When USS Gerald R. Ford (CVN-78) leaves Newport News Shipbuilding in mid-October, only some of its Advanced Weapons Elevators will be usable as the Navy continues to struggle in making the ship deployable, Navy acquisition chief James Geurts said Wednesday.
The Ford will deliver back to the Navy with an unspecified number of the Advanced Weapons Elevators (AWEs) operational when it leaves its post-shakedown availability (PSA). The Navy is also working to correct a propulsion problem discovered during sea trials, which a year ago caused Ford to return to port ahead of its scheduled PSA.
“We are working right now with the fleet on what elevators do we need to have complete so they can exercise all the function in October, and for any of that work that isn’t done, how we’re going to feather that work in over time,” Geurts said during a media briefing Wednesday.
Geurts was at Newport News Shipbuilding to watch the workers at the yard lower the island onto the deck of second-in-class John F. Kennedy (CVN-79), which is slated for a christening later this year. Ford’s PSA is occurring at the Newport News yard near Kennedy’s construction site.
The elevators aboard Ford are the last elements requiring work, Geurts said. Two of the 11 elevators are completed, and work on the remaining nine continues. Ford will leave Newport News in October, Geurts said, explaining its future readiness depends on this departure date.
“We’ve got to train crews and get crews certified, wring out the rest of the ship, and then take all those lessons learned and … pour them into the rest of this design” for the rest of the Ford class, Geurts said. “So our strategy of that lead ship prove out all the technologies and then rapidly reduce the time and cost and complexity to get them on follow-on ships.”
Ford is slated for a 2021 deployment. The original timeline included completing the PSA this summer and then spending the rest of 2019 and 2020 getting the crew ready to deploy.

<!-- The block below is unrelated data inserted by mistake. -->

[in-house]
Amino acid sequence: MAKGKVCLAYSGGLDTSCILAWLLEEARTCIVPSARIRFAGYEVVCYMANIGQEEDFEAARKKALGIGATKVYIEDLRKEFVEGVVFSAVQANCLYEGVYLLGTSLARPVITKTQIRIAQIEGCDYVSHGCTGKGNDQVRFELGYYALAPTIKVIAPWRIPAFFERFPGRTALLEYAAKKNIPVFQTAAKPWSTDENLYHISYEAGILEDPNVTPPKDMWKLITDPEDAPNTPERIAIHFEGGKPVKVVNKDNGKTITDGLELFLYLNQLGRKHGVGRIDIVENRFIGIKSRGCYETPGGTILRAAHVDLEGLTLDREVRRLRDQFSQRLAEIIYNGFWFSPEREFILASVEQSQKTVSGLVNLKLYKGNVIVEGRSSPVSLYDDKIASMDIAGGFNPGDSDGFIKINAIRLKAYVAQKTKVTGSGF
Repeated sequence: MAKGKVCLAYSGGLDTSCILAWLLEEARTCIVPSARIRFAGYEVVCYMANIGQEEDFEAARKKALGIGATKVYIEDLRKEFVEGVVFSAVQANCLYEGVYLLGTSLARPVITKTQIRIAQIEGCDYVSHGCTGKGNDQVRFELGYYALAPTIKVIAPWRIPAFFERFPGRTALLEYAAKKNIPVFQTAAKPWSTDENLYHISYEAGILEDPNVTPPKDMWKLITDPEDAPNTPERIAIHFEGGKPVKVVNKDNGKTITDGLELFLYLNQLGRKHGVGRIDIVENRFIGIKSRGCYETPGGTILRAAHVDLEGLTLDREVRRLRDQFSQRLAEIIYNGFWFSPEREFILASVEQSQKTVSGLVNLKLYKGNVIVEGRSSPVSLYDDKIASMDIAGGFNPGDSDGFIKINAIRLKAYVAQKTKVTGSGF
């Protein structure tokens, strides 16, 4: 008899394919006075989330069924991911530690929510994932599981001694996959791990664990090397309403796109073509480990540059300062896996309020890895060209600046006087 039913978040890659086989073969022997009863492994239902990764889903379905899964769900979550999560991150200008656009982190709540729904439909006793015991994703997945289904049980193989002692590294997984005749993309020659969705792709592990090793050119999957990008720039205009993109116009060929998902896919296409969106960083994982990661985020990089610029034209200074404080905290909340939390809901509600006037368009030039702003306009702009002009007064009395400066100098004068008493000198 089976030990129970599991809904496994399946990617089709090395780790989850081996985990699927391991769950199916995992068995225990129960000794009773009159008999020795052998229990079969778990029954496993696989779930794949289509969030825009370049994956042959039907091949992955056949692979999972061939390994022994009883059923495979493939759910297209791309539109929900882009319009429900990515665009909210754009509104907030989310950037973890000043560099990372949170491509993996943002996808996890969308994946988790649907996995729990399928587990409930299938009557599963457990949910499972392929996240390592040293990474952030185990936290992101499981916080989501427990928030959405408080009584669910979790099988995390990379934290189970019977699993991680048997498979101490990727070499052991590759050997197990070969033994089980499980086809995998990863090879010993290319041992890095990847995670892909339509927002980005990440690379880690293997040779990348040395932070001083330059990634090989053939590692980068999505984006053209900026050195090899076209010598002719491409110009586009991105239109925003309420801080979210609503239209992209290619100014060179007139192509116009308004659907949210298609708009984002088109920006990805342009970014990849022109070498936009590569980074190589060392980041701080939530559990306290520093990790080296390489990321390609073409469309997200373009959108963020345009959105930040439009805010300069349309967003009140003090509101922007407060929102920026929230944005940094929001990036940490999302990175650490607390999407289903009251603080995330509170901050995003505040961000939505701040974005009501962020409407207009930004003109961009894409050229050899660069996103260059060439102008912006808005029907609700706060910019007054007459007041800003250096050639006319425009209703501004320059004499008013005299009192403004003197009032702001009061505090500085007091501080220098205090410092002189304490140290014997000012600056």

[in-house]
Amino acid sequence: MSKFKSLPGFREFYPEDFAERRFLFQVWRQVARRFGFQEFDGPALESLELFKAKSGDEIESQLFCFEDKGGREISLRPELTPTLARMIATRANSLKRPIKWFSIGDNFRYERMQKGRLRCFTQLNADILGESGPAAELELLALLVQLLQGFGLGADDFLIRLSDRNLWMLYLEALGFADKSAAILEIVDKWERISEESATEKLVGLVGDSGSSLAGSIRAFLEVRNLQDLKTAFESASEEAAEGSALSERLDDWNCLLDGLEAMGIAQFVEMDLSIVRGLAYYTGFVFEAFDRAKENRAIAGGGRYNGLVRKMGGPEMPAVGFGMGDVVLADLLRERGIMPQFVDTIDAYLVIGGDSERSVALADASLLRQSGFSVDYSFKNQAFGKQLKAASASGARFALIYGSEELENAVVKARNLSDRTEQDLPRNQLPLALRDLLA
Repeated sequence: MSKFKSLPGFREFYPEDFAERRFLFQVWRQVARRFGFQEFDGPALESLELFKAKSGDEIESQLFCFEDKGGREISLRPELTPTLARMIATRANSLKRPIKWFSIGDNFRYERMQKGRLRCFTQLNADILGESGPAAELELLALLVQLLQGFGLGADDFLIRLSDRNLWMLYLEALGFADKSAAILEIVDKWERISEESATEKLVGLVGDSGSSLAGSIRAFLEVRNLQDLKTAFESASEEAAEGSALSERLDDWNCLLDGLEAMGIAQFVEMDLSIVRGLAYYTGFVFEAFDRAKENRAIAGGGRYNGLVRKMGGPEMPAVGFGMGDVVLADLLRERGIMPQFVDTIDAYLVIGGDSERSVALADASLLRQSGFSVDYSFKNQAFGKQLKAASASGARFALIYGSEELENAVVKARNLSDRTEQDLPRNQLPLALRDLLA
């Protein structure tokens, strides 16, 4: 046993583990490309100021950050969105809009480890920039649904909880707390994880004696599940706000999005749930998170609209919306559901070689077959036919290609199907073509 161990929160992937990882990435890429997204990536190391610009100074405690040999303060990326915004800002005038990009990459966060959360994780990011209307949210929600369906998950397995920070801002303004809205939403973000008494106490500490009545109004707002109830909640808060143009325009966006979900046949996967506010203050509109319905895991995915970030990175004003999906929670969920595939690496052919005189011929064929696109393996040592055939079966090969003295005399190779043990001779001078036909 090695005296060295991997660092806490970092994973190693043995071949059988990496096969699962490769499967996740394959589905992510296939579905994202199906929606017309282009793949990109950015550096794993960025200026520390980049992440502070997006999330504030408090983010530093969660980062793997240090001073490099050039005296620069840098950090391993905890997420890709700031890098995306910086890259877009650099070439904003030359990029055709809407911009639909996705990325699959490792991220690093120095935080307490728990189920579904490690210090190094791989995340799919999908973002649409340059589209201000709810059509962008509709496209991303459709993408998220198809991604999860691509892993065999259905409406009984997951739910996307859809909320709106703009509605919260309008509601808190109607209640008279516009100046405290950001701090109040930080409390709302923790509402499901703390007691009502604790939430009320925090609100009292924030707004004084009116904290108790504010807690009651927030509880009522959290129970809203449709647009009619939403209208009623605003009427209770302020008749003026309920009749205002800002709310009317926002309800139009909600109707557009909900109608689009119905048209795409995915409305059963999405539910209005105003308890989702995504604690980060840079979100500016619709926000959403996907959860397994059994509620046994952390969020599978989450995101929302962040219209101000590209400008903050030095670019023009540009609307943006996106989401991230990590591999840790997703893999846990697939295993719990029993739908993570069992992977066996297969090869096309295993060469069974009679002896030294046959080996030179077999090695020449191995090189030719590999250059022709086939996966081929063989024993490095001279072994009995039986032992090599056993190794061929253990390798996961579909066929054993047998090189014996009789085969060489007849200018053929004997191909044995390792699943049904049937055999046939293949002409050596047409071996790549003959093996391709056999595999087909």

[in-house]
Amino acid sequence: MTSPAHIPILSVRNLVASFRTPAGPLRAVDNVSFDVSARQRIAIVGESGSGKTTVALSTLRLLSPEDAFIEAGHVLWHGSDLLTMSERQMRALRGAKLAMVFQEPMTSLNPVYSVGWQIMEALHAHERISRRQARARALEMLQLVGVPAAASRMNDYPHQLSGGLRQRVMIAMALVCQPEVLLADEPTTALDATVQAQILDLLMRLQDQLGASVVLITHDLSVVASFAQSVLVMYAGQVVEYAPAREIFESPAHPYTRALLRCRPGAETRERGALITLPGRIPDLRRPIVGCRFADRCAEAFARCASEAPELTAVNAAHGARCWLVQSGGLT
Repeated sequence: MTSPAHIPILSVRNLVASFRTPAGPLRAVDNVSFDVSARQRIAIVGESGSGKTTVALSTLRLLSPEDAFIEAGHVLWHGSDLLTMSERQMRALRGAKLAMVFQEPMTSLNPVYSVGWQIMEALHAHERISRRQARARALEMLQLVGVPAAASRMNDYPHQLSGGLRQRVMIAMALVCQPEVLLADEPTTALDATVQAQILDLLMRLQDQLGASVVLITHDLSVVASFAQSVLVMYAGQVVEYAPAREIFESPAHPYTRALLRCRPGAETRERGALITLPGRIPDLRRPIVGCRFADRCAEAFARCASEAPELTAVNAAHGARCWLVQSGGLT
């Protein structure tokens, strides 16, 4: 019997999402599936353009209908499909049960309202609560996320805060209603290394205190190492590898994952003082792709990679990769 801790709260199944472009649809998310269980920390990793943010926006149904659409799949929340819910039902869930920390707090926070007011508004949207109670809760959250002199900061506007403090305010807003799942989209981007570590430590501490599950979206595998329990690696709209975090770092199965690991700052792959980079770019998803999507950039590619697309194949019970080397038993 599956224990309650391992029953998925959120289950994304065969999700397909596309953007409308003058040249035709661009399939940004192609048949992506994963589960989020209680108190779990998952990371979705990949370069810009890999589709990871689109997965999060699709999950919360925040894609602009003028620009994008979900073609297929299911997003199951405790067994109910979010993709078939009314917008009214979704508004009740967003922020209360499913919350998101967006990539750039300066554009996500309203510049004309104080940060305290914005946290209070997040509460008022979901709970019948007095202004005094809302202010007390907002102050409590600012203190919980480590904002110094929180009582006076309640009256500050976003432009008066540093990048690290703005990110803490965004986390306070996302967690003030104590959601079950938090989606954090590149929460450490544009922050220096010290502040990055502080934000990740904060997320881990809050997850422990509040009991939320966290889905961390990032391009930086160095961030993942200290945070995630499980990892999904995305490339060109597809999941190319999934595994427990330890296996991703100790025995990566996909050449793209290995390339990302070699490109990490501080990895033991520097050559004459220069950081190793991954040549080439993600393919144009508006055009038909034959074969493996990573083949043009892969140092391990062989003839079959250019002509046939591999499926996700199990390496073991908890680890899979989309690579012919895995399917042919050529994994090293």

However, during testimony before Congress in March, Geurts announced Ford’s availability completion date was being pushed back to October because of the elevator problems, the propulsion system problem and the overall workload. What was a 12-month PSA is now stretching to 15 months. Now the Navy has a seemingly open-ended timeline to fix Ford’s AWEs.
The AWEs are an integral part of making the Ford-class carriers more lethal by increasing the aircraft sortie-generation rate by 25 to 30 percent compared to the Nimitz-class aircraft carriers. Software problems with the elevators on Ford have kept them from working correctly.
The Navy has been far less vocal in detailing the problem with Ford’s propulsion, which involves the ship’s main turbine generators that are driven by the steam produced by Ford’s two nuclear reactors. The reactors are operating as expected. However, the turbines need unanticipated and extensive overhauls, sources familiar with the repairs told USNI News.
“All three of those causal factors – making the adjustments to the nuclear power plant that we noted during sea trials, fitting in all of the post-shakedown availability workload and finishing up the elevators – they’re all trending about the same time,” Geurts said during the March testimony. “So, October right now is our best estimate. The fleet has been notified of that. They’re working that into their train-up cycle afterward.”